The berserk employee captured on a CCTV system trashing and smashing an office in 2008 seems not to be an actor in a gag video.

Real deal or not, the video makes a nearly disguised, indeed almost lost point: CCTV office surveillance can be self-legitimizing.

That’s because installing it may necessitate having it, as employees seethe and boil over in response to its presence and the oppressive Orwellian monitoring packaged as “Oh, well-ian…I guess we just have to get used to it.”

As I watched and re-watched the clip, I got the very distinct impression that what flipped him out was what appears to be another staff member’s search of his waste basket.

Constantly monitoring and scrutinizing your office productivity is one thing and bad enough; also poking through your office waste may be one more too many.

This kind of ironic and peculiar self-legitimization is not unique to CCTV cameras. Continuously badgering an uptight employee with the (well-intentioned?) question, “Why are you always so angry?!” may be self-legitimizing in the same way: Do it long enough and the employee may snap, and indeed display the presumed anger (now triggered or exacerbated by the questioning).

However, such self-fulfilling lines of questioning and self-validating CCTV surveillance are rather unlikely to be fulfilling in any other way, especially emotionally, unless furious and emptying catharsis somehow counts as fulfillment.

Smile for the Camera!

The video rampage is at one end of a CCTV behavioral extreme, the other pole being continuous on-camera niceness. While I was in Scotland for the month of January, I half-seriously speculated that one reason the Scots were so consistently and incredibly nice to me everywhere was that they knew their behavior (and maybe even their speech) was being recorded. After all, I was in the UK, where CCTV-and-chips is a new staple of daily life.

Yes, things have changed. Whereas, once upon a time, “smile for the camera!” was a predictable exhortation for the Polaroid moment, it’s now a prudent policy for the entire day.

The CCTV systems can self-legitimizingly provoke rage and rampage (thankfully recorded!) in two different ways: passively or actively.

By “passive” provocation, I mean infuriating us or at least breeding seething resentment merely by their silent surveillance as they gleamingly glimpse and tape us.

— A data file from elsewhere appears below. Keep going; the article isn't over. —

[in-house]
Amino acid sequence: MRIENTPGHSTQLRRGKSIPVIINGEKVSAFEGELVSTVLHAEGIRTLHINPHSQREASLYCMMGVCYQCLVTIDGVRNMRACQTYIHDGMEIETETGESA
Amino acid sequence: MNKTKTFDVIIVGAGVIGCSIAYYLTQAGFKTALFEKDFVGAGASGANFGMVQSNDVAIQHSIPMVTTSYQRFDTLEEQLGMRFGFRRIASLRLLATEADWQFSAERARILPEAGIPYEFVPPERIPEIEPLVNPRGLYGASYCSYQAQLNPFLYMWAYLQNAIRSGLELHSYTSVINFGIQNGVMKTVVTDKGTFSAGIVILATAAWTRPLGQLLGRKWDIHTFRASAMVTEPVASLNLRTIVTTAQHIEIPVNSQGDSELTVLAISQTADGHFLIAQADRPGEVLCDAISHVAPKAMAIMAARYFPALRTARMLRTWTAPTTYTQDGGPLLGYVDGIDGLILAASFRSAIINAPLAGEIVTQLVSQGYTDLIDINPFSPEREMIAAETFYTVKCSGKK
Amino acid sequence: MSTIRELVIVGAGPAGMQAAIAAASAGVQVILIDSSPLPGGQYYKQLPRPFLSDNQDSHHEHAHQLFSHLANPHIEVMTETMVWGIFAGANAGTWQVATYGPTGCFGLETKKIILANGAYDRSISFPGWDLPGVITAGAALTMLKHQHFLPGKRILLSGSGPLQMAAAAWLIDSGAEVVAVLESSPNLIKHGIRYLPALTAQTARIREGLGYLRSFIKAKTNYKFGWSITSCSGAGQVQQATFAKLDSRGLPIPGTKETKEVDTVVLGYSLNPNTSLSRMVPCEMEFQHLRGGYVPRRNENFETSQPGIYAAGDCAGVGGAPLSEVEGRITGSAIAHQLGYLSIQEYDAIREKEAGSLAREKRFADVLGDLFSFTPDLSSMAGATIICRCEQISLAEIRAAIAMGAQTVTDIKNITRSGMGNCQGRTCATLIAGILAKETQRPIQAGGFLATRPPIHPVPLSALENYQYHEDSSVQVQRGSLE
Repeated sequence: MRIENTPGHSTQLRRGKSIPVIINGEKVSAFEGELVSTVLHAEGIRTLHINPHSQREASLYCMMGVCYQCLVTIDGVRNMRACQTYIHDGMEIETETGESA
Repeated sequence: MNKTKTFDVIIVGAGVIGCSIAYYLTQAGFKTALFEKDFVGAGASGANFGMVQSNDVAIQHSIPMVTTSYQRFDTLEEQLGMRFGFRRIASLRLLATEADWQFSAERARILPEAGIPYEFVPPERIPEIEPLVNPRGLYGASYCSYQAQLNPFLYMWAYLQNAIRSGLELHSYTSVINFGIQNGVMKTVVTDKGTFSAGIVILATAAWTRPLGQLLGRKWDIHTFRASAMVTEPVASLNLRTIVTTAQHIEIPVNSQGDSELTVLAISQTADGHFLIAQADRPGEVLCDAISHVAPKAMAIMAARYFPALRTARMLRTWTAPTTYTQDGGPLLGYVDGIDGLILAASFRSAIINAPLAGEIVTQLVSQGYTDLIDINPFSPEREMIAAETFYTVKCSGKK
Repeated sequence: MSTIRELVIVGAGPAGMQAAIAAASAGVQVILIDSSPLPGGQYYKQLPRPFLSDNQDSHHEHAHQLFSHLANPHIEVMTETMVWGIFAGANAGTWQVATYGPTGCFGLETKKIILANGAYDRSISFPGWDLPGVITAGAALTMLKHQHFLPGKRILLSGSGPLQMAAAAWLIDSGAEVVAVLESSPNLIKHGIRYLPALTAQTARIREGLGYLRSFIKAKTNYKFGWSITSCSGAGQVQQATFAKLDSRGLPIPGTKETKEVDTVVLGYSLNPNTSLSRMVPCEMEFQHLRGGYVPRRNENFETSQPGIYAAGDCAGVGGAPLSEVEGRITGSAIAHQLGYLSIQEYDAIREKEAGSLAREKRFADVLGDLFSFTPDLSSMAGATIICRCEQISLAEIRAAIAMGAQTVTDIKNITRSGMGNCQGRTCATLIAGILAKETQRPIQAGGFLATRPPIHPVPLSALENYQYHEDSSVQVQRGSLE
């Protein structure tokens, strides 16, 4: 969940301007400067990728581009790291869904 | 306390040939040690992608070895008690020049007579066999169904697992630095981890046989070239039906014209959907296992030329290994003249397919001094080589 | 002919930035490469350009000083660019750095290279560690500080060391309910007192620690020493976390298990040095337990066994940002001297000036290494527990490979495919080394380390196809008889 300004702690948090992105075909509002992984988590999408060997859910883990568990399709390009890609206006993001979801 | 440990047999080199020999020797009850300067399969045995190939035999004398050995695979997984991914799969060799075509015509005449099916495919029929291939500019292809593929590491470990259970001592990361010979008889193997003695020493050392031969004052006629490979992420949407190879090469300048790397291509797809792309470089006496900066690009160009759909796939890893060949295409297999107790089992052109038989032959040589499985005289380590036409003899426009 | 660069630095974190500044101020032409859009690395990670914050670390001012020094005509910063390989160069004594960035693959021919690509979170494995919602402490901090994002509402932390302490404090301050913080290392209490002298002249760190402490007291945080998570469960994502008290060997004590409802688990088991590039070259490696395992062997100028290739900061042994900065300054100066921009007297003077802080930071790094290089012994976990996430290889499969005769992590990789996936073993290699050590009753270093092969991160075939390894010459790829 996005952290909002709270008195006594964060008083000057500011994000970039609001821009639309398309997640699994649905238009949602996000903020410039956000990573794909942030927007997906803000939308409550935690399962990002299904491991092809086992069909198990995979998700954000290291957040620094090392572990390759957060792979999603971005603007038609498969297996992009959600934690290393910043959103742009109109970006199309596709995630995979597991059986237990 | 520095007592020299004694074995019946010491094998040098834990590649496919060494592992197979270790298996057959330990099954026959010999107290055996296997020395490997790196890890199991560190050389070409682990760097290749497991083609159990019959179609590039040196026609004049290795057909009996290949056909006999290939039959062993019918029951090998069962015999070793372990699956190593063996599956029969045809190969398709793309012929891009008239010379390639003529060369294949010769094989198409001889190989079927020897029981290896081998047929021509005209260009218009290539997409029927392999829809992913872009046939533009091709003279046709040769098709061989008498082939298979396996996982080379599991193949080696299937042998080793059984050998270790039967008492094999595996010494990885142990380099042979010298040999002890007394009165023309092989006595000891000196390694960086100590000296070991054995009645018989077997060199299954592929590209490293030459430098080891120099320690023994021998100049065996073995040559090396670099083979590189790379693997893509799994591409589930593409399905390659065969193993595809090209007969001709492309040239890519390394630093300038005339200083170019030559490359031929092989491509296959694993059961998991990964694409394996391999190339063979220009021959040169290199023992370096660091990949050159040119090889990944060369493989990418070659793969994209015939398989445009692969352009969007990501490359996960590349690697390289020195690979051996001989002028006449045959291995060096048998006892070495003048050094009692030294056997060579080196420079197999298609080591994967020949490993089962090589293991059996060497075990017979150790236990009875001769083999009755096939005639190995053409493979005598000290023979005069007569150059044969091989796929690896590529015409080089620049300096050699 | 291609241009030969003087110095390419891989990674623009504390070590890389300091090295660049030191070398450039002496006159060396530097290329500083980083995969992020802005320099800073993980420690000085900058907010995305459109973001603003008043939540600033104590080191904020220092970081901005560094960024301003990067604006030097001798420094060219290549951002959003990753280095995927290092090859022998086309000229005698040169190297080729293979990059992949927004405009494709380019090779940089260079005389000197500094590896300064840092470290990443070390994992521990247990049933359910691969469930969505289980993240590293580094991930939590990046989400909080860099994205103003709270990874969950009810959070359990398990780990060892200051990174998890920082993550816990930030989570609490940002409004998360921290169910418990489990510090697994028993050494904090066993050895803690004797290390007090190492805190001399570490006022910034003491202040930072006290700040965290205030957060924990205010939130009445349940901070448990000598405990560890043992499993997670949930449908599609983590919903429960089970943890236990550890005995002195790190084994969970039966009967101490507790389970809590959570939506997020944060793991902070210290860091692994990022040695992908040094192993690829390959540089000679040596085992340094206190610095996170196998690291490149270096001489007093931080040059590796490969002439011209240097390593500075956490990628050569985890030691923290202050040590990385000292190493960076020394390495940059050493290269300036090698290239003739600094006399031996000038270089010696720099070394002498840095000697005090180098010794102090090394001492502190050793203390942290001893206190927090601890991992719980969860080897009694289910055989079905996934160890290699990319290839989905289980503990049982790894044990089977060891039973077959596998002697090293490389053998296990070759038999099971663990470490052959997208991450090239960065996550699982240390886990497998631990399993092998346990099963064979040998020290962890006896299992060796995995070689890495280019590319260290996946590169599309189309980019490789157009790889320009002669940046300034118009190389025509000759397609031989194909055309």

Active provocation takes things a step farther—a goose-step farther, as my experience upon arrival in the famed tiny Irish village, Cong, Mayo County (renowned as the setting of the John Ford/John Wayne 1952 classic, “The Quiet Man”), Ireland taught me.

Getting off the bus and wandering onto the beautiful, famed Ashford Castle grounds, I meandered off into a deep, lush, lakeside forest, emerged somewhere else, asked directions, got lost and found myself at the entrance of what I thought might be the hostel where I had reserved space for myself. Very posh grounds, but not associated with the castle, the site was also sizable—an upscale lodge, requiring hoofing across it to find an entrance, which, alas was neither open nor my hostel.

Suddenly and scarily, a growling unseen female voice blared out a detailed CCTValkyrie warning: “Your actions are being recorded!…”, with a lengthy commentary suggesting how entirely unwelcome I was there, if not in danger of having Simpsonesque Montgomery Burns hounds set upon me or guards in towers open fire. Had I strayed into North Korea? An SAS training camp?

I retaliated with my own loud, forceful commentary, before allowing for the possibility that it was, from a PR-tourism standpoint nothing more and no less than a truly disastrous, if not utterly moronic, security recording to cover the winter shutdown.

It seems that sort of thing may be necessary in modern Ireland to deter thieves and brigands gravitating to the countryside in the wake or anticipation of more cuts to the “Garda” police forces and stations across Ireland (as part of Ireland’s—or should I say “Direland”’s?—austerity-cum-fiscal penance programs).

Shocked and infuriated (although not as much as video guy), I unwittingly advanced the cause of self-legitimizing CCTV systems. After all, since I was visibly agitated, I must be a menace to be identified and documented. “Catch-22”—“Innocent people will not object to being recorded and warned, until they are, which may make them unpredictable and the CCTV system a justified expense.”

That’s the logic and the beauty, if not wisdom, of self-legitimizing CCTV operations.

When I mentioned the CCTV incident to the very amiable manager of the hostel I eventually found, he described his own experience at that lodge (when he and his wife went out to pick flowers one evening) and his identical reaction—echoed by yet another resident, who said, “Shocked! You never dream of hearing such a thing!”

Never?

Perhaps never before Orwell’s 1984. Soon, maybe always…

…and as part of an endless nightmare rather than an errant dream.



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